An exercise for a church staff retreat or training day.
If you lead a church with a staff team the following could be a very useful basis for a staff retreat or training day.
One of the problems that can develop when staff are appointed to develop particular areas of ministry like youth or children’s ministry is that they become so focused on their area of responsibility that they loose the bigger picture of the whole church community. This is why regular staff meetings are critical and that all staff share in the process of setting goals and future directions for the whole congregation.
The first key idea in this exercise is that all staff are responsible for building the whole church.
They are responsible for its growth in four ways:
(1) Numerically – by evangelism, welcoming and following up new people, contacts and visitors and the follow up of people who drop out.
(3) In spiritual maturity
(4) Financially in terms of peoples giving
The second key idea is the link between all areas of ministry. No area should become isolated from the others. Everyone should be aware of what is happening in the other areas and how they affect each other. This is especially true if you have separate sites and multiple congregations.
Exercise and Questions :
First, individually do an evaluation of your area of ministry using the four growth ways listed above. How well are we doing in each area? Where are the strengths and weaknesses?
How can I exercise my staff role in my area of ministry so the church is built up more effectively in the four ways listed above?
How can I build stronger links between my area of ministry responsibility and other areas?
How can I build a stronger sense among my leaders and people of being one congregation, one community in Christ?
Then get people to share their findings with the whole group.
‘He called the twelve and began to send them out two by two…’
(Jesus) Mark 6:7
‘I ask you…help these women, for they have struggled beside me in the work of the gospel, together with Clement and the rest of my co-workers …’
The NT pattern of ministry is teams! Monoministry is nowhere to be found in the NT. Jesus called the twelve to follow Him. When he sent the disciples out to proclaim the good news of the Kingdom he sent them out two by two (Mk.6:7). When the need arose to organise the distribution of assistance to the widows among the early church a team of people was appointed. This team freed up the apostles to concentrate on their work (Acts 6:1-7). This is a great example of ministry teams being developed with complementary gifts and tasks (Note verse 7!). When the early church saw the opportunity to work with the Gentiles at Antioch they appointed Barnabas who in turn recruited Paul who had the skills and background needed. While thoroughly trained in the Jewish Scriptures Paul was a Roman citizen and spoke fluent Greek. (Acts 11: 19-26).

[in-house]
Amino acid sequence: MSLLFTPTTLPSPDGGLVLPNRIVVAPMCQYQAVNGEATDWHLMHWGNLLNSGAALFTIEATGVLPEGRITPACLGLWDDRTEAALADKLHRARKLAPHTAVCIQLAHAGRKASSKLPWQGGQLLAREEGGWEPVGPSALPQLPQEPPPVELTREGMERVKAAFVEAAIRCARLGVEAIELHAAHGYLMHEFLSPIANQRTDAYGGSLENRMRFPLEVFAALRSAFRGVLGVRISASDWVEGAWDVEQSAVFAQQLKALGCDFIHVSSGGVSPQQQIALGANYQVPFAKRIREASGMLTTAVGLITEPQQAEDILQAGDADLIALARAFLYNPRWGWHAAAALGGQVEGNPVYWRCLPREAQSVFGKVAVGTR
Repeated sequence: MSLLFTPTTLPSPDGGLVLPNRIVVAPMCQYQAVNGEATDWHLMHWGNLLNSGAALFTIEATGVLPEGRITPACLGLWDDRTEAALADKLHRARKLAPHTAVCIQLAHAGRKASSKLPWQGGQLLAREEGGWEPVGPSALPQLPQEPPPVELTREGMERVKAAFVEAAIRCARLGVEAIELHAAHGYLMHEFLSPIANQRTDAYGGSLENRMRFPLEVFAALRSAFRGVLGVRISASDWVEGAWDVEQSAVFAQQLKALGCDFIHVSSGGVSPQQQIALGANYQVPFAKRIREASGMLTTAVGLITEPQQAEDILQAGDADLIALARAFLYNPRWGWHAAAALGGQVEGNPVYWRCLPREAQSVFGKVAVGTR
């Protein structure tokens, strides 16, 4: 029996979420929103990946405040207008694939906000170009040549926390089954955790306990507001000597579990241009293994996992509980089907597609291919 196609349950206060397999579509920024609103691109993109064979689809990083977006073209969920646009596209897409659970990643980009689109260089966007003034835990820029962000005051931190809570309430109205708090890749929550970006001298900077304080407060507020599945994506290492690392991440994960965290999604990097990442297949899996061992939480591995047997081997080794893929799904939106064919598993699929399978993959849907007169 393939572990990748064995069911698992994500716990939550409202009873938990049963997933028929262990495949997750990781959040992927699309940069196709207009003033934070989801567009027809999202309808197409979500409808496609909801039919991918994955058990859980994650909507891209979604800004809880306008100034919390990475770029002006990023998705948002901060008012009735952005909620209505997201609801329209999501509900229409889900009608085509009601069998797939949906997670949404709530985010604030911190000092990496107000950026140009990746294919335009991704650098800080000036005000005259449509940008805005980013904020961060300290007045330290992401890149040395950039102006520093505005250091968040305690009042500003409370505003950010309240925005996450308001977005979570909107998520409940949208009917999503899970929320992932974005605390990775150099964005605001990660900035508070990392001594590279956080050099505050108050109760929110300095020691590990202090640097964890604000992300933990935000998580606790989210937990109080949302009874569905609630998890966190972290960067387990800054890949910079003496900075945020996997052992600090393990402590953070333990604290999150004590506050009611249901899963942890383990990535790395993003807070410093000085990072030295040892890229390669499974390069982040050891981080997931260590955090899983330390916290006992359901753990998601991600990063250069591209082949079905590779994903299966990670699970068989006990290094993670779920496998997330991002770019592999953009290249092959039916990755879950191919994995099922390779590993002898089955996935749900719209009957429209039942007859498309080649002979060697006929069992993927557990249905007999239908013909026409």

The NT model of the church as a body makes it crystal clear that the gifts and abilities required for ministry are not all going to be located in one person (1Cor.12:1-31, Rom.12:4-8, Ephes. 4:11-13). In the church at Antioch we see a leadership team at work (Acts 13:1-3). It was out of their prayers, worship and discussion that the mission to the West was born. When Paul founded churches he appointed teams of leaders (Acts 14:23, Titus 1:5). He always traveled with co-workers (Acts 16:6, Phil. 4: 2-3). The NT pattern of ministry from Jesus to Paul seems clear, they worked in teams.
Any one who has worked in a healthy team knows their value. Teams create energy and momentum; you can get more done. They are creative; you can generate multiple ideas, options and solutions to problems and challenges. You’re not alone; the task and the burden are shared. Well led teams are safer and healthier places in which to work than working in isolation. They create community. Teams allow the recruiting of complementary gifts and abilities. They are a great place in which to train people. In the local congregation they also model the shared ministry pattern of the NT, the truth that the gifts of ministry are dispersed throughout the whole body of Christ and need to be released and deployed for effective congregational ministry to take place. They are also more fun!
Before you begin to recruit a team certain fundamental structures need to be put in place.
1. A set of policy statements need to be developed that include a theological statement that sets out your primary theological commitments. This statement needs to address issues including matters of sexuality and a staff code of conduct.